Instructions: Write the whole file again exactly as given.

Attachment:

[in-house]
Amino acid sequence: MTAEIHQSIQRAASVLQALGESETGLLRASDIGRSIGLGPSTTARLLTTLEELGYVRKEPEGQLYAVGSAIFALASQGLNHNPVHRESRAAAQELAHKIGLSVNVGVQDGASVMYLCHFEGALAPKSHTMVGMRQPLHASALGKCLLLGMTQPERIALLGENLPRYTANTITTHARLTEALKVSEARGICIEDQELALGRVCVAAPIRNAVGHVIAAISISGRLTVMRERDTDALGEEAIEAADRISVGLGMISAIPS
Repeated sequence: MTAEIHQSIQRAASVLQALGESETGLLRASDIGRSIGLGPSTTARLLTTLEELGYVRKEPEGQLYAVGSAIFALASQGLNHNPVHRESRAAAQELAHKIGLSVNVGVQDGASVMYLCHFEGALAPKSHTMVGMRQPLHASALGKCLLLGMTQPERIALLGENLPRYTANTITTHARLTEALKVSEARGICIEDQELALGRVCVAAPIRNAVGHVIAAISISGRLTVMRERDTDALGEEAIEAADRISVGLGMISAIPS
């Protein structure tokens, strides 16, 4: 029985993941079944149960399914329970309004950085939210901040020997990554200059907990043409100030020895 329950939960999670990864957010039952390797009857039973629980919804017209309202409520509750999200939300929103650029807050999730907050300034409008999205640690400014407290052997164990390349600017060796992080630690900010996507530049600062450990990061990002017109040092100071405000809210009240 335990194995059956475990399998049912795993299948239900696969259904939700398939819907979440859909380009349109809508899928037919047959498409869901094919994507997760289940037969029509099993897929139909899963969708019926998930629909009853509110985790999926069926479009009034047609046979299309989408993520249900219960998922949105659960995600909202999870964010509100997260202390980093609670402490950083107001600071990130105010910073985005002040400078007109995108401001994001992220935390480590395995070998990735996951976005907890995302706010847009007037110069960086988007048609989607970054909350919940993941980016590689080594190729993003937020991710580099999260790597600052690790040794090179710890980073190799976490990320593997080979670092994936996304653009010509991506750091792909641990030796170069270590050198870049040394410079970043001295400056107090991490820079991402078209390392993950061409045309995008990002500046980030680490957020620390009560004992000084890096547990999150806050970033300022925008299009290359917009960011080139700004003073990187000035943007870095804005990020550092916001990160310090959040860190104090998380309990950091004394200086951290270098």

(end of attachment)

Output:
[in-house]
Amino acid sequence: MTAEIHQSIQRAASVLQALGESETGLLRASDIGRSIGLGPSTTARLLTTLEELGYVRKEPEGQLYAVGSAIFALASQGLNHNPVHRESRAAAQELAHKIGLSVNVGVQDGASVMYLCHFEGALAPKSHTMVGMRQPLHASALGKCLLLGMTQPERIALLGENLPRYTANTITTHARLTEALKVSEARGICIEDQELALGRVCVAAPIRNAVGHVIAAISISGRLTVMRERDTDALGEEAIEAADRISVGLGMISAIPS
Repeated sequence: MTAEIHQSIQRAASVLQALGESETGLLRASDIGRSIGLGPSTTARLLTTLEELGYVRKEPEGQLYAVGSAIFALASQGLNHNPVHRESRAAAQELAHKIGLSVNVGVQDGASVMYLCHFEGALAPKSHTMVGMRQPLHASALGKCLLLGMTQPERIALLGENLPRYTANTITTHARLTEALKVSEARGICIEDQELALGRVCVAAPIRNAVGHVIAAISISGRLTVMRERDTDALGEEAIEAADRISVGLGMISAIPS
């Protein structure tokens, strides 16, 4: 029985993941079944149960399914329970309004950085939210901040020997990554200059907990043409100030020895 329950939960999670990864957010039952390797009857039973629980919804017209309202409520509750999200939300929103650029807050999730907050300034409008999205640690400014407290052997164990390349600017060796992080630690900010996507530049600062450990990061990002017109040092100071405000809210009240 335990194995059956475990399998049912795993299948239900696969259904939700398939819907979440859909380009349109809508899928037919047959498409869901094919994507997760289940037969029509099993897929139909899963969708019926998930629909009853509110985790999926069926479009009034047609046979299309989408993520249900219960998922949105659960995600909202999870964010509100997260202390980093609670402490950083107001600071990130105010910073985005002040400078007109995108401001994001992220935390480590395995070998990735996951976005907890995302706010847009007037110069960086988007048609989607970054909350919940993941980016590689080594190729993003937020991710580099999260790597600052690790040794090179710890980073190799976490990320593997080979670092994936996304653009010509991506750091792909641990030796170069270590050198870049040394410079970043001295400056107090991490820079991402078209390392993950061409045309995008990002500046980030680490957020620390009560004992000084890096547990999150806050970033300022925008299009290359917009960011080139700004003073990187000035943007870095804005990020550092916001990160310090959040860190104090998380309990950091004394200086951290270098």